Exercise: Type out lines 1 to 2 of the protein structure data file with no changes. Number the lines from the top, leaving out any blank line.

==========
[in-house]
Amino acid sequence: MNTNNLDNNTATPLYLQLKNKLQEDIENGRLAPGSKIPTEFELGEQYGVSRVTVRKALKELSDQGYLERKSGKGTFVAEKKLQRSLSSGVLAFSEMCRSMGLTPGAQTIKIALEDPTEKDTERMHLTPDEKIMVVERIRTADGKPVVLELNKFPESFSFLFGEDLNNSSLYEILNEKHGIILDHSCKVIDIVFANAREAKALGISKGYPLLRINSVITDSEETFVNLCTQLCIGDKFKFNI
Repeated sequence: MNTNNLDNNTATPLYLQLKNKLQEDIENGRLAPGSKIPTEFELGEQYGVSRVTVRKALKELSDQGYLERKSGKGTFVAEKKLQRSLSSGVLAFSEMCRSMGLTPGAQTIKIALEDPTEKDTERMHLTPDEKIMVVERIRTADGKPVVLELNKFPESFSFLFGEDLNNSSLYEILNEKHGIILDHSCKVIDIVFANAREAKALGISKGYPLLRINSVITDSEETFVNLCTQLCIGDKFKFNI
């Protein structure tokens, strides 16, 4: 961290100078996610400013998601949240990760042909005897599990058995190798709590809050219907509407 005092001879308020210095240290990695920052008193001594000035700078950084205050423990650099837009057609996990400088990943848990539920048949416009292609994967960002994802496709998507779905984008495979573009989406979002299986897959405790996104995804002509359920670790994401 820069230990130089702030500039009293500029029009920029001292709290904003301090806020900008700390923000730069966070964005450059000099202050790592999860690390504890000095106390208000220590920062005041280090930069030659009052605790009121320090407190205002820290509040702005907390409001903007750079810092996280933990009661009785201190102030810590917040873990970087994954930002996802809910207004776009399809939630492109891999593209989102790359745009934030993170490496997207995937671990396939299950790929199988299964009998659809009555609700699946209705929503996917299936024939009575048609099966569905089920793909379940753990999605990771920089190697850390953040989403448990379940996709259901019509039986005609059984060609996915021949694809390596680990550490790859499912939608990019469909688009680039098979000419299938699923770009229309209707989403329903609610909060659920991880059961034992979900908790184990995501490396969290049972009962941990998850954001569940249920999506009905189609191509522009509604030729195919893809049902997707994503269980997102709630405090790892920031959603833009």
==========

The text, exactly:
[in-house]
Amino acid sequence: MNTNNLDNNTATPLYLQLKNKLQEDIENGRLAPGSKIPTEFELGEQYGVSRVTVRKALKELSDQGYLERKSGKGTFVAEKKLQRSLSSGVLAFSEMCRSMGLTPGAQTIKIALEDPTEKDTERMHLTPDEKIMVVERIRTADGKPVVLELNKFPESFSFLFGEDLNNSSLYEILNEKHGIILDHSCKVIDIVFANAREAKALGISKGYPLLRINSVITDSEETFVNLCTQLCIGDKFKFNI